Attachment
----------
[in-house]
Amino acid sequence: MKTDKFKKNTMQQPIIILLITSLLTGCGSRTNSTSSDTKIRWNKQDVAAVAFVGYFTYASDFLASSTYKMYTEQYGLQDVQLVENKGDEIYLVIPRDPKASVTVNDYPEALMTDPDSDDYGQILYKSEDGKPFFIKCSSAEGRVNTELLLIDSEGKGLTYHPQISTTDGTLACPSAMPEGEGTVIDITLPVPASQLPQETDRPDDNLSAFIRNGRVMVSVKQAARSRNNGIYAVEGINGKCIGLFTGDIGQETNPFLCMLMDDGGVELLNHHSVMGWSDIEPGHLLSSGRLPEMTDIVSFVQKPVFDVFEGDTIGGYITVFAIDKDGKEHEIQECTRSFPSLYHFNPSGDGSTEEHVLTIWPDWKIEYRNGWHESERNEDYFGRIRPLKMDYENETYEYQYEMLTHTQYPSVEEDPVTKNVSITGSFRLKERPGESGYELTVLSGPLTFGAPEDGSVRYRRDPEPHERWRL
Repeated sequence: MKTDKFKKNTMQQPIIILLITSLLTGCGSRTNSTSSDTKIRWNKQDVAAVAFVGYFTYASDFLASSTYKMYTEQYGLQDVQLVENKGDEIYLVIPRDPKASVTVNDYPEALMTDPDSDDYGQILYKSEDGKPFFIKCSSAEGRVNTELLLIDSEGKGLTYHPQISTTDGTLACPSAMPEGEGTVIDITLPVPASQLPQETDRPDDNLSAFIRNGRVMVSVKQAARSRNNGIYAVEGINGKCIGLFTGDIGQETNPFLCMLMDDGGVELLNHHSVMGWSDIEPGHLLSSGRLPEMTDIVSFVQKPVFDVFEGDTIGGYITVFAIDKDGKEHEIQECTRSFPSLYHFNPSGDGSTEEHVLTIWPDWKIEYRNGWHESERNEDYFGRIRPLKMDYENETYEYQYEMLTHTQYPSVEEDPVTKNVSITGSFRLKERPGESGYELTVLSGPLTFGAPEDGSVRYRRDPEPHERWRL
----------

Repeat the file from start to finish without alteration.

[in-house]
Amino acid sequence: MKTDKFKKNTMQQPIIILLITSLLTGCGSRTNSTSSDTKIRWNKQDVAAVAFVGYFTYASDFLASSTYKMYTEQYGLQDVQLVENKGDEIYLVIPRDPKASVTVNDYPEALMTDPDSDDYGQILYKSEDGKPFFIKCSSAEGRVNTELLLIDSEGKGLTYHPQISTTDGTLACPSAMPEGEGTVIDITLPVPASQLPQETDRPDDNLSAFIRNGRVMVSVKQAARSRNNGIYAVEGINGKCIGLFTGDIGQETNPFLCMLMDDGGVELLNHHSVMGWSDIEPGHLLSSGRLPEMTDIVSFVQKPVFDVFEGDTIGGYITVFAIDKDGKEHEIQECTRSFPSLYHFNPSGDGSTEEHVLTIWPDWKIEYRNGWHESERNEDYFGRIRPLKMDYENETYEYQYEMLTHTQYPSVEEDPVTKNVSITGSFRLKERPGESGYELTVLSGPLTFGAPEDGSVRYRRDPEPHERWRL
Repeated sequence: MKTDKFKKNTMQQPIIILLITSLLTGCGSRTNSTSSDTKIRWNKQDVAAVAFVGYFTYASDFLASSTYKMYTEQYGLQDVQLVENKGDEIYLVIPRDPKASVTVNDYPEALMTDPDSDDYGQILYKSEDGKPFFIKCSSAEGRVNTELLLIDSEGKGLTYHPQISTTDGTLACPSAMPEGEGTVIDITLPVPASQLPQETDRPDDNLSAFIRNGRVMVSVKQAARSRNNGIYAVEGINGKCIGLFTGDIGQETNPFLCMLMDDGGVELLNHHSVMGWSDIEPGHLLSSGRLPEMTDIVSFVQKPVFDVFEGDTIGGYITVFAIDKDGKEHEIQECTRSFPSLYHFNPSGDGSTEEHVLTIWPDWKIEYRNGWHESERNEDYFGRIRPLKMDYENETYEYQYEMLTHTQYPSVEEDPVTKNVSITGSFRLKERPGESGYELTVLSGPLTFGAPEDGSVRYRRDPEPHERWRL